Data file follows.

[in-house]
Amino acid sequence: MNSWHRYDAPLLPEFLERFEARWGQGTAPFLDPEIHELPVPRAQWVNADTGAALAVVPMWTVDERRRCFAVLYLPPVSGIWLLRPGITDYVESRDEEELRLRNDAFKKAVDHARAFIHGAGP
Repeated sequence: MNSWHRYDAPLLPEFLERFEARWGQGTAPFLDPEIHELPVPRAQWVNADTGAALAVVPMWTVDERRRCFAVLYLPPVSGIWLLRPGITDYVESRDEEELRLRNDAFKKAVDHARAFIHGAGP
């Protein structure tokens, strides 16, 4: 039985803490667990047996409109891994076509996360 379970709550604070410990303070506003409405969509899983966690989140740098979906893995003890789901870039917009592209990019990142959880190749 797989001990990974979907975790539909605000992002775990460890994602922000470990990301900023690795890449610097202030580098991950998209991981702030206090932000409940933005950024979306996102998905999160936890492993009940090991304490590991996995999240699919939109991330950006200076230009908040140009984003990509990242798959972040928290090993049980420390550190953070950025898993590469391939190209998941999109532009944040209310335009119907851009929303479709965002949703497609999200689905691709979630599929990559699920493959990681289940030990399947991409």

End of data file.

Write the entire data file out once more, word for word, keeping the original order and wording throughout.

[in-house]
Amino acid sequence: MNSWHRYDAPLLPEFLERFEARWGQGTAPFLDPEIHELPVPRAQWVNADTGAALAVVPMWTVDERRRCFAVLYLPPVSGIWLLRPGITDYVESRDEEELRLRNDAFKKAVDHARAFIHGAGP
Repeated sequence: MNSWHRYDAPLLPEFLERFEARWGQGTAPFLDPEIHELPVPRAQWVNADTGAALAVVPMWTVDERRRCFAVLYLPPVSGIWLLRPGITDYVESRDEEELRLRNDAFKKAVDHARAFIHGAGP
């Protein structure tokens, strides 16, 4: 039985803490667990047996409109891994076509996360 379970709550604070410990303070506003409405969509899983966690989140740098979906893995003890789901870039917009592209990019990142959880190749 797989001990990974979907975790539909605000992002775990460890994602922000470990990301900023690795890449610097202030580098991950998209991981702030206090932000409940933005950024979306996102998905999160936890492993009940090991304490590991996995999240699919939109991330950006200076230009908040140009984003990509990242798959972040928290090993049980420390550190953070950025898993590469391939190209998941999109532009944040209310335009119907851009929303479709965002949703497609999200689905691709979630599929990559699920493959990681289940030990399947991409």